If coffee is a tropical plant, wouldn't it love the sunshine? While coffee plants need some sun to grow, sun-grown coffee plantations can limit the biodiversity of the plantation and increase the need for synthetic fertilizers and herbicides. Instead, shade-grown coffee plants use a polyculture method — growing multiple species simultaneously within a set space — to boost diversity and maintain ecological balance. Shade-grown coffee only removes a few native plants and replaces them with coffee plants — which grow in the wild under the shade of other plants. While it might seem like this method decreases the yield of growing operations since fewer coffee plants are grown, shade-growing actually has numerous benefits for the farmer.

If you're looking for ecologically sustainable coffee, you should always choose shade-grown coffee. Sun-grown coffee promotes deforestation since farmers have to clear large swaths of land to grow the coffee plants. The exposure to dry land also opens up the opportunity for erosion and decreased habitat for wildlife like birds and small mammals.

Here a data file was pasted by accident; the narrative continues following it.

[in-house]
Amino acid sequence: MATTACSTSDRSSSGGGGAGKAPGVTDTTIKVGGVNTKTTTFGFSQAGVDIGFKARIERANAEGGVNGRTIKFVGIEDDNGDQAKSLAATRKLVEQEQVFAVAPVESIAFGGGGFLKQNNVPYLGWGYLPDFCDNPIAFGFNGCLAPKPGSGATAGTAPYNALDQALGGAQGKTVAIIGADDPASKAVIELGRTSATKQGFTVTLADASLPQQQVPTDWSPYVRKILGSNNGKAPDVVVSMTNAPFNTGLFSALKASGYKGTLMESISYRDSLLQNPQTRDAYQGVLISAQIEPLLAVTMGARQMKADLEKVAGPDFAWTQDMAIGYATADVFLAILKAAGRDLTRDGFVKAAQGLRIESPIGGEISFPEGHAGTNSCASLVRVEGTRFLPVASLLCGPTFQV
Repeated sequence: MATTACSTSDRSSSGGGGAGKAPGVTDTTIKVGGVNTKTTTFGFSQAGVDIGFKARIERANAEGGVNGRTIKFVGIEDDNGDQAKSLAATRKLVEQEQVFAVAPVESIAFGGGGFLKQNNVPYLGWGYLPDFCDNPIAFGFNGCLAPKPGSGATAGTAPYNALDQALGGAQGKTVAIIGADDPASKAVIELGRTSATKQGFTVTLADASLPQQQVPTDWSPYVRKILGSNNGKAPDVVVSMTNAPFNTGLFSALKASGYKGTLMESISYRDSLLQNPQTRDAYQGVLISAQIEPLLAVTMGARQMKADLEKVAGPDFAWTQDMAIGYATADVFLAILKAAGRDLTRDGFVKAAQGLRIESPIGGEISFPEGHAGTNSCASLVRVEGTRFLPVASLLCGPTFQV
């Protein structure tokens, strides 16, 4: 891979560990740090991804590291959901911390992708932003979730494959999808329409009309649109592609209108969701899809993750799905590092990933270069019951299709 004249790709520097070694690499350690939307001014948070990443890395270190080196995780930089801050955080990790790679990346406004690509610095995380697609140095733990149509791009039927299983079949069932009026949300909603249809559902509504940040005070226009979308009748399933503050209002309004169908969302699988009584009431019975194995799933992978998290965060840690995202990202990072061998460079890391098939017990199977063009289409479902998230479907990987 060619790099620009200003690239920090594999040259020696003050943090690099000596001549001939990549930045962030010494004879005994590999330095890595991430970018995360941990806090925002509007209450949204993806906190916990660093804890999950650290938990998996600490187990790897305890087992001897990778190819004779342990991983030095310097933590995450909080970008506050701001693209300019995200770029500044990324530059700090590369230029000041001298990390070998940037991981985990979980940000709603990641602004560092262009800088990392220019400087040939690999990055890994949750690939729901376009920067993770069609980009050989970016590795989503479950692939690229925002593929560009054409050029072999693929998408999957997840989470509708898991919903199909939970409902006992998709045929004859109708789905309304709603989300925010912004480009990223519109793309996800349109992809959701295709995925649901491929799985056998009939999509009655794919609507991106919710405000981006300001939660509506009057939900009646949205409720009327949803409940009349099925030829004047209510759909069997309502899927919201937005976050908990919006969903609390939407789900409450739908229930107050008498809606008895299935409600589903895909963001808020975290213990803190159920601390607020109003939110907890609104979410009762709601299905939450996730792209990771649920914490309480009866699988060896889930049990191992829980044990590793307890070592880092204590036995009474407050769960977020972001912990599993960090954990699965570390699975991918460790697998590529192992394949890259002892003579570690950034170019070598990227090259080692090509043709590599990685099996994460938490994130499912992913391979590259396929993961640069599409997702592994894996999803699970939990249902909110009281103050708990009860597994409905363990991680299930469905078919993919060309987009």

Direct Trade

Direct Trade coffee is not considered a certification as much as it is an ideology. Products that undergo direct trading cut out the middleman for purchasing — meaning that companies buy directly from producers. This increases the amount of money that growers can get from their coffee and builds a relationship between the two entities. There is no certifying body for direct trade relationships between growers and producers, but many programs like Fair Trade have a similar purchasing model to direct trade.